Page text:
Sherrie Dunlap Gallagher: Green Infrastructure for Storm Water Management

“There is no development that is for us, that is not led by us.” This poster hangs in the Operation Better Block Office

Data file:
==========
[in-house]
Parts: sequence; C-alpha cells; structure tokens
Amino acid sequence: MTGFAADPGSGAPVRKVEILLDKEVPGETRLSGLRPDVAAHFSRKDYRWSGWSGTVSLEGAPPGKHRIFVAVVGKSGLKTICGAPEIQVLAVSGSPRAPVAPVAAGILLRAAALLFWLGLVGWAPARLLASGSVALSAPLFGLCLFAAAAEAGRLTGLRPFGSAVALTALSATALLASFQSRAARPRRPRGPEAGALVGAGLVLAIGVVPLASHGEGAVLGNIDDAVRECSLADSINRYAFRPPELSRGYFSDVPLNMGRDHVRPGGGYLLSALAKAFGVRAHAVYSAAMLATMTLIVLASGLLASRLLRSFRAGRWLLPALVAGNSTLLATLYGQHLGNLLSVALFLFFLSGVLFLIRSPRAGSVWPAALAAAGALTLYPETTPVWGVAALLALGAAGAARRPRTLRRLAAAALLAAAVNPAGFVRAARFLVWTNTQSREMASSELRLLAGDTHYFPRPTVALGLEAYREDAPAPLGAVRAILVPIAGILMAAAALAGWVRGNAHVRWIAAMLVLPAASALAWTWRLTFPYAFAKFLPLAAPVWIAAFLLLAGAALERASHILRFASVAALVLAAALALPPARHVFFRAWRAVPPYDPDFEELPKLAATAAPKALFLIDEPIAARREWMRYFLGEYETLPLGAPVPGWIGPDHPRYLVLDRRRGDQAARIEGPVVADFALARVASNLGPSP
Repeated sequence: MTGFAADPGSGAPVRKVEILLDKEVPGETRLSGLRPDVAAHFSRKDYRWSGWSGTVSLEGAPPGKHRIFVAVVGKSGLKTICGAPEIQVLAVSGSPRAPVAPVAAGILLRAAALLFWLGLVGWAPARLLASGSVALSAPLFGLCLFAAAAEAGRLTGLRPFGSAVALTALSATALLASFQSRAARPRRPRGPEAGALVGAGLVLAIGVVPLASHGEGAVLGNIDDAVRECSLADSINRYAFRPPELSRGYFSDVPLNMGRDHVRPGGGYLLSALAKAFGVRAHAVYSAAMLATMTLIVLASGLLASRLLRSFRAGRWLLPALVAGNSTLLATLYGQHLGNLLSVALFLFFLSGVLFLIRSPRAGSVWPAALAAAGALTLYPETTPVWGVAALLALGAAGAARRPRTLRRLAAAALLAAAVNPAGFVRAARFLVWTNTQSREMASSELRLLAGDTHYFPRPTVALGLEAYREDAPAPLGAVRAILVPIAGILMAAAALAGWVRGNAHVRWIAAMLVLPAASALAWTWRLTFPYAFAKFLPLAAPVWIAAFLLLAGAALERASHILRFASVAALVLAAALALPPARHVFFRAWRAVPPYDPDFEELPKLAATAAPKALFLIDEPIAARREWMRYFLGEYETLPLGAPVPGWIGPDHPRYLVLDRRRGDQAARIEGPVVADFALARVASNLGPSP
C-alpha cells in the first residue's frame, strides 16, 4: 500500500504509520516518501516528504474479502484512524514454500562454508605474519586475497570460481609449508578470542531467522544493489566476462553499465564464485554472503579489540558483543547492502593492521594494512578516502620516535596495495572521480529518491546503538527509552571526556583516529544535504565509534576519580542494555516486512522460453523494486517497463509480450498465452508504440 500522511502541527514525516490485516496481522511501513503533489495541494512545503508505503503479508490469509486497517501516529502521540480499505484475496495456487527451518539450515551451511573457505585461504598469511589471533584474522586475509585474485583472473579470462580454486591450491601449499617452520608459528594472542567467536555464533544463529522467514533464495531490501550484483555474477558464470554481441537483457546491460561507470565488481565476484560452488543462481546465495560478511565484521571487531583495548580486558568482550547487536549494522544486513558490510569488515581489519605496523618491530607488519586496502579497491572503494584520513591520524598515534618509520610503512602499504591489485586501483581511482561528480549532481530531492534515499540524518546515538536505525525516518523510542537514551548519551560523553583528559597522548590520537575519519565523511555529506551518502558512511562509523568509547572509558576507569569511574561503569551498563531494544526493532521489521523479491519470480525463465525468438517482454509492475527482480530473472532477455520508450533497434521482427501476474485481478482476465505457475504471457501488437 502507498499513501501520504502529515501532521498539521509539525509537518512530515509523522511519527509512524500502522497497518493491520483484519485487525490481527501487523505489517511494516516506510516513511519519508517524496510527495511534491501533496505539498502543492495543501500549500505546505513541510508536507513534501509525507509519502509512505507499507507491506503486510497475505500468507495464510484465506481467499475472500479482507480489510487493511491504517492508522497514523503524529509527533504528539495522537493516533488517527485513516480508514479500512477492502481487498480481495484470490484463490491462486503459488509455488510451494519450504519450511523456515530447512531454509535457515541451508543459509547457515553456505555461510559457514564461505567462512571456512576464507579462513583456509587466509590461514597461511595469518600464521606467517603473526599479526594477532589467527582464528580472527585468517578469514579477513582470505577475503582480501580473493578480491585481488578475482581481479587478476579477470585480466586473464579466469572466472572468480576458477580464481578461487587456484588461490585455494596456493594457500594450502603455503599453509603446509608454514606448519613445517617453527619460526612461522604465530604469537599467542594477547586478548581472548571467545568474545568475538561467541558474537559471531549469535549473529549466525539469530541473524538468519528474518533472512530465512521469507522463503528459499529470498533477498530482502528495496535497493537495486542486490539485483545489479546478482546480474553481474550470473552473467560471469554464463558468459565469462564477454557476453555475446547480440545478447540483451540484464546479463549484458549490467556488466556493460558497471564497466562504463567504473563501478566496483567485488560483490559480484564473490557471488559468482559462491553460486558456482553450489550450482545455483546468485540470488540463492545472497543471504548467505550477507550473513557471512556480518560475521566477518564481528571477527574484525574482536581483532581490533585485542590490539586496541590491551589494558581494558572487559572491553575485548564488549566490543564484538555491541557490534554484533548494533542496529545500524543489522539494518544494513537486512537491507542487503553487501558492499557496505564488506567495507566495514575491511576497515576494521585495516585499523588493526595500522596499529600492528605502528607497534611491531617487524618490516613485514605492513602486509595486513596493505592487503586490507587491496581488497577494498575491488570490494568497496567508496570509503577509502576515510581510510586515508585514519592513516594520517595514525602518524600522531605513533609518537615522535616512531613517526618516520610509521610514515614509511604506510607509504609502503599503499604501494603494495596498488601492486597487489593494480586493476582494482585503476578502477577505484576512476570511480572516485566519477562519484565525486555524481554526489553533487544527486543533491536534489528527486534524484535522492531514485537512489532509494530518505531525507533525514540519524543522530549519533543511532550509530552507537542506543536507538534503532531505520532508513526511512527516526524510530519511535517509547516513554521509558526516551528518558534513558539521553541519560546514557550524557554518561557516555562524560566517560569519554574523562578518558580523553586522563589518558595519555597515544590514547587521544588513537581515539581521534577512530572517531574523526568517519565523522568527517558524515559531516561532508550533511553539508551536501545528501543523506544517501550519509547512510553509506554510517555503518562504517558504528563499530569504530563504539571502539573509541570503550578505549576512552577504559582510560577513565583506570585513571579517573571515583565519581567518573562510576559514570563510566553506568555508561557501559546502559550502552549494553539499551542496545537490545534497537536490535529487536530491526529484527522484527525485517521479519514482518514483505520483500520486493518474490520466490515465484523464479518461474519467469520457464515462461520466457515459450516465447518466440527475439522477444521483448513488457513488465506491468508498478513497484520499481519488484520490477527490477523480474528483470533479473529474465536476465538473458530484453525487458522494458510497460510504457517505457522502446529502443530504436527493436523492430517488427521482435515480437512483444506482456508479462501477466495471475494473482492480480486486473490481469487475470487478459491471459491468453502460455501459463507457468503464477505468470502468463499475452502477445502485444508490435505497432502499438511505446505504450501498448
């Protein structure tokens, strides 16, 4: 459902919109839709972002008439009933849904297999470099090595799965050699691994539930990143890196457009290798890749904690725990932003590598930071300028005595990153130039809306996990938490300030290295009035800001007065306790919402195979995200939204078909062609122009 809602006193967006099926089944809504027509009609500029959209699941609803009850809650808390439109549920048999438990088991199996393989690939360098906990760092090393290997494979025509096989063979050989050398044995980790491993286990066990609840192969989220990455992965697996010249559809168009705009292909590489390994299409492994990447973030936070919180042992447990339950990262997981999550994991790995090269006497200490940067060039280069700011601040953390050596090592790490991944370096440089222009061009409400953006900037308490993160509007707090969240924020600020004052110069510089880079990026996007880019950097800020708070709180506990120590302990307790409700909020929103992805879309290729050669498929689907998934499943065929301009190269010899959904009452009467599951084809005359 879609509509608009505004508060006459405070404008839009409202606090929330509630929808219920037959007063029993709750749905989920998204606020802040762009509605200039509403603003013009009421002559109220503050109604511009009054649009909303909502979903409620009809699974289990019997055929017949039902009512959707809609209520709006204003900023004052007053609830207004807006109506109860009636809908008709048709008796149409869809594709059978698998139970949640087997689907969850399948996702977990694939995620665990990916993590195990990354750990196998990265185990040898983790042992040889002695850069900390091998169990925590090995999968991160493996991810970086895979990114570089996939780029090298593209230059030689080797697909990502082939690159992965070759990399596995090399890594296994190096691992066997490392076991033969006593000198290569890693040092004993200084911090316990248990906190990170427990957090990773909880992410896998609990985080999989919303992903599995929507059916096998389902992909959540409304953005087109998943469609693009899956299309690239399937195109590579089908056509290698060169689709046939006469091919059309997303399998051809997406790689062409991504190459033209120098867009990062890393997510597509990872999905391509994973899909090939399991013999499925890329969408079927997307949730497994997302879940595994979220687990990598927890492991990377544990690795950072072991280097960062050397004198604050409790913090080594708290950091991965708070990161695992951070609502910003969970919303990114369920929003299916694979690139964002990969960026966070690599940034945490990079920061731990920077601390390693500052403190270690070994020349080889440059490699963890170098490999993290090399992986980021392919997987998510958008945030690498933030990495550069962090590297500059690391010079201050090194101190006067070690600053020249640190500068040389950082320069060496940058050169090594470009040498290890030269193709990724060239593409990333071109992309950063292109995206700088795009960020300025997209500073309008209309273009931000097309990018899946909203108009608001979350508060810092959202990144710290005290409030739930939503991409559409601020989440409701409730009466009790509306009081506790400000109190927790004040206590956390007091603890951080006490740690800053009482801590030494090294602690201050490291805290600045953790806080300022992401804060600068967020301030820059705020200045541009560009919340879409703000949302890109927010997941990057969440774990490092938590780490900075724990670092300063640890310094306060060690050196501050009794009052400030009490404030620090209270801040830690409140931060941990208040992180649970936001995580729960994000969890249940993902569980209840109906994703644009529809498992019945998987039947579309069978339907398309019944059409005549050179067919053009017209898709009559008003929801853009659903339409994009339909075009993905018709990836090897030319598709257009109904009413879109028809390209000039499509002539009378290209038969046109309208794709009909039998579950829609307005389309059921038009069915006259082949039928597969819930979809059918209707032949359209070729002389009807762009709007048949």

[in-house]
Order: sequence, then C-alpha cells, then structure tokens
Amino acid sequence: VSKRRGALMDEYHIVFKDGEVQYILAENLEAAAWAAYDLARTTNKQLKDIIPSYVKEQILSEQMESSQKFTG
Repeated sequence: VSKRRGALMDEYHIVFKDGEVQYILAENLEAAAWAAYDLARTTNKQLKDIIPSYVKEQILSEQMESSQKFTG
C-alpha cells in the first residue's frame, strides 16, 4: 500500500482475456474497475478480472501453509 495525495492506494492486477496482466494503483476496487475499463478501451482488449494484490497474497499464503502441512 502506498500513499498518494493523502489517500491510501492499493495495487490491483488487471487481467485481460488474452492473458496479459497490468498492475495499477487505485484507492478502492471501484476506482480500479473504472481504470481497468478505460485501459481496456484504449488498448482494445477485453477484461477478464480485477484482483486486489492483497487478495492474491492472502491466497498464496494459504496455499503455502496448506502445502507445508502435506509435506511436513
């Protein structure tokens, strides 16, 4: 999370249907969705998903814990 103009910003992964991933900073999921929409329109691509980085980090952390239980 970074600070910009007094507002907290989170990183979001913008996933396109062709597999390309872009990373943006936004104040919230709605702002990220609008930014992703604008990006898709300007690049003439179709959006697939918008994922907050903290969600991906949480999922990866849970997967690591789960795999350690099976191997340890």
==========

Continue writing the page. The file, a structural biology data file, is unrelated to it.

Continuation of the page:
I have been learning so much about the vibrant community of Homewood. I’ve had the opportunity to meet with staff members at Operation Better Block and to learn of all of their sustainability initiatives, especially with the youth of the community. In these meetings, we are learning how to best use our people and resources to amplify and support the work being done in Homewood. In partnering with OBB and learning of the most pressing needs and interests of the community, our team is able to get hands on experience and research on sustainability topics. As the Project Manager, I’ve been learning a lot about each focus area of this grant, work on grant reporting, and started this blog. My interests lie in seeing if public-private partnerships can be a useful and viable funding model for making green infrastructure and storm water management improvements to help in the resilience and sustainability of communities like Homewood. Storm water management is a pressing issue in the City of Pittsburgh, which has been visible this summer with the regular storms and flooding. The City of Pittsburgh has a combined sewer and storm water system that is outdated and stressed, and there has been much in the media about the City looking to update, change, and improve the current system. However, how water is managed, who owns and manages water systems, and who pays for the improvements, is on the minds of community members and the government. I’ve been researching different funding models and examples from other cities and states on best practices. I am also hoping to learn more about the local government structure, and what is the pathway for community agencies and individuals to work with the City to implement their own green infrastructure.

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